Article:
The Consumer Price Index for All Urban Consumers (CPI-U) increased 0.4 percent in February on a seasonally adjusted basis, the U.S. Bureau of Labor Statistics reported today. Over the last 12 months, the all items index increased 2.9 percent before seasonal adjustment.
The gasoline index rose sharply in February, accounting for over 80 percent of the change in the all items index. The gasoline increase led to a 3.2 percent rise in the energy index despite a decline in the index for natural gas. The food index was unchanged in February, with the food at home index unchanged for the second month in a row as major grocery store food indexes were mixed.
But remember, nobody needs any food and especially any energy. And while natural gas is diving, gasoline is going up faster.
The big table (Table 1) remains amusing; Rick Santelli was on CNBS with a very legitimate screed about the CPI, one that I wrote about extensively in Leverage. Specifically, the weighting is only “valid” for the “average” consumer. But of course incomes are rarely average. A lower-income person uses an extraordinary amount of their income for food, shelter and energy compared to higher-income people. This means that costs in those areas have a wildly disparate impact on poorer Americans, and the poorer you are the worse it is.
Then there’s hedonics. Rick needs to use a better example; I like the television one since everyone can relate to it (we all have idiot boxes, right?) The government claims that a LCD TV is “better” by a material amount — 70% in fact. This is true, of course — a LCD TV does have a sharper picture, uses less energy and is physically smaller. As such since the government says that a LCD TV is 70% “better” than a CRT one, if the price is 70% higher there is no “inflation” since you’re getting the same utility value for the money spent.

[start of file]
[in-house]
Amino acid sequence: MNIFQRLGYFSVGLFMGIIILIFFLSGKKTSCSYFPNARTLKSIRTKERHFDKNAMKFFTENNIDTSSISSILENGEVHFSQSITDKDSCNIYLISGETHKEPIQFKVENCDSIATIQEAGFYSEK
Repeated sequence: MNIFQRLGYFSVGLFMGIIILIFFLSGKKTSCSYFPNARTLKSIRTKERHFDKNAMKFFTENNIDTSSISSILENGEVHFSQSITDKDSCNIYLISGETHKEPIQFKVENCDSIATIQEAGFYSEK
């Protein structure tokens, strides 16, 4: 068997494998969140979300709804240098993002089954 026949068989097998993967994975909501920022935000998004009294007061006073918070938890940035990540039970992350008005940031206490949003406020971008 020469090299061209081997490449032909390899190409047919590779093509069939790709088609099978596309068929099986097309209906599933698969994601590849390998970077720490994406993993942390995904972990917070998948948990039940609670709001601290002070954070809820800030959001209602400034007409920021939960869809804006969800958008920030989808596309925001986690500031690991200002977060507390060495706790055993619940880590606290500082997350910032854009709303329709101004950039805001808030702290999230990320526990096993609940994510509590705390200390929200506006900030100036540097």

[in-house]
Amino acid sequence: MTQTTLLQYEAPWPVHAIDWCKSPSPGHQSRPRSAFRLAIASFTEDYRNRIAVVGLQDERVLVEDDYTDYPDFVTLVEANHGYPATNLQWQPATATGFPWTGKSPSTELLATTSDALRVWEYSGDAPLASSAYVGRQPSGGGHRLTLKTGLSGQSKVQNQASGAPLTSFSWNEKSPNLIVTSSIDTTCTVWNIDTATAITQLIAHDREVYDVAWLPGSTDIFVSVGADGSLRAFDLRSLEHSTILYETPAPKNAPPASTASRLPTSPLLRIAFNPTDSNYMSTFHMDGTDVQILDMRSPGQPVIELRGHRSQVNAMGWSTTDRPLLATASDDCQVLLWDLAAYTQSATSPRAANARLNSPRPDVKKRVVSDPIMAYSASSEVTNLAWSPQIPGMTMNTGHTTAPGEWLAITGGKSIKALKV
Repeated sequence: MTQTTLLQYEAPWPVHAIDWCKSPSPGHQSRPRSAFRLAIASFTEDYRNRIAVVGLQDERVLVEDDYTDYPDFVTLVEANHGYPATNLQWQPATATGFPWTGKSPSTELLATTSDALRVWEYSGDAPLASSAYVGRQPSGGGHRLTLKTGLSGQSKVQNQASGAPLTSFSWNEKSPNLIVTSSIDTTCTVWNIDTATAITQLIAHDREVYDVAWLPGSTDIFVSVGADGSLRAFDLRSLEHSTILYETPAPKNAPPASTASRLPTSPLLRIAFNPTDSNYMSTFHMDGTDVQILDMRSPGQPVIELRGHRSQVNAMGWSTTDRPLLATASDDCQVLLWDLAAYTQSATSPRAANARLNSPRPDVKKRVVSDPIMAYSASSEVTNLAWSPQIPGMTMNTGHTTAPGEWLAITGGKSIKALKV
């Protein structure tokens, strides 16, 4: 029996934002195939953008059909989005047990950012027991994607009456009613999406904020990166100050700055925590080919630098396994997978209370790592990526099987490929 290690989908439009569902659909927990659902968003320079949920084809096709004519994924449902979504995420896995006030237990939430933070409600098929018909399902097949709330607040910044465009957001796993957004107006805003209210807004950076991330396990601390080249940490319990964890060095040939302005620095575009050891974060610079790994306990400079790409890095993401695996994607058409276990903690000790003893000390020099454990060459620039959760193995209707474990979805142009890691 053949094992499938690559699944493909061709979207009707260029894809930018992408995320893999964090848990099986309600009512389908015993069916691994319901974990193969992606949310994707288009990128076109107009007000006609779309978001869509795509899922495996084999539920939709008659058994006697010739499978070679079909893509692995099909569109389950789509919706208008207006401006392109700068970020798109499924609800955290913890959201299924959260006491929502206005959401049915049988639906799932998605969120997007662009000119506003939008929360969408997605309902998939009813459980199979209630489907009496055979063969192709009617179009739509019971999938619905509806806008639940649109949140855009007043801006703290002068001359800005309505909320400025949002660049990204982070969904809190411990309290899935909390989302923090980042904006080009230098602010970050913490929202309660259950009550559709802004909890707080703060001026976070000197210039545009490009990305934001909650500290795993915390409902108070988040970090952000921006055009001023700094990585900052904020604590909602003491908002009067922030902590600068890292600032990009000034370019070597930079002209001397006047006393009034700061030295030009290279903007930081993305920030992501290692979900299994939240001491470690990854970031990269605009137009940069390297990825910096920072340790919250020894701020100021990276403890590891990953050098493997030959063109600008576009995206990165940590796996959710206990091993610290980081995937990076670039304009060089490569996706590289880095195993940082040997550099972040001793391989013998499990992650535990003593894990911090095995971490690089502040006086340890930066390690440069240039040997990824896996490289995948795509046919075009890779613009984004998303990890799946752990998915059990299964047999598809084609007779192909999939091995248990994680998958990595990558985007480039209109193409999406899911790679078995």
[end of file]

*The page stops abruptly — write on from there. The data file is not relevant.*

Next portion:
That would be a decent argument if you could still choose to buy a CRT TV! But you can’t because they’re not made any more. Your options are to spend 70% or get nothing, and yet this is not called “inflation.”
If you want to watch TV and yours just broke, I suspect you disagree.
There’s a number of other interesting claims in the table too. For example, “food away from home” is listed as up 3.1%. One wonders what’s going on there as I’ve noticed both price increases and negative changes in quality and quantity in eateries that are vastly more than 3% in the last year. When you actually notice it the change is typically somewhere between 10-20% — consider that a 3% change in a $20 check is sixty cents. It’s highly unlikely that you would note the cost of eating out going up at that rate, or the quality of the food going down — unless it was dramatically more than 3%.
There are other problems for lower-income citizens as well. Water, sewer and trash collection services are up (according to the table) 4.7% over the last year. That’s non-trivial. Fuel oil of course is up big (as is gasoline, up 12%.) Apparel is up sharply as well, as is transportation, with the largest cost increases coming in the form of fuel.
In the final analysis however the report did not surprise, and the market pretty-much ignored it. Then again the TNX (10 year Treasury yield) says “no mas” on these figures as it continues its march higher, now over 2.3% and up 2.2% on the day.
May you live in interesting times.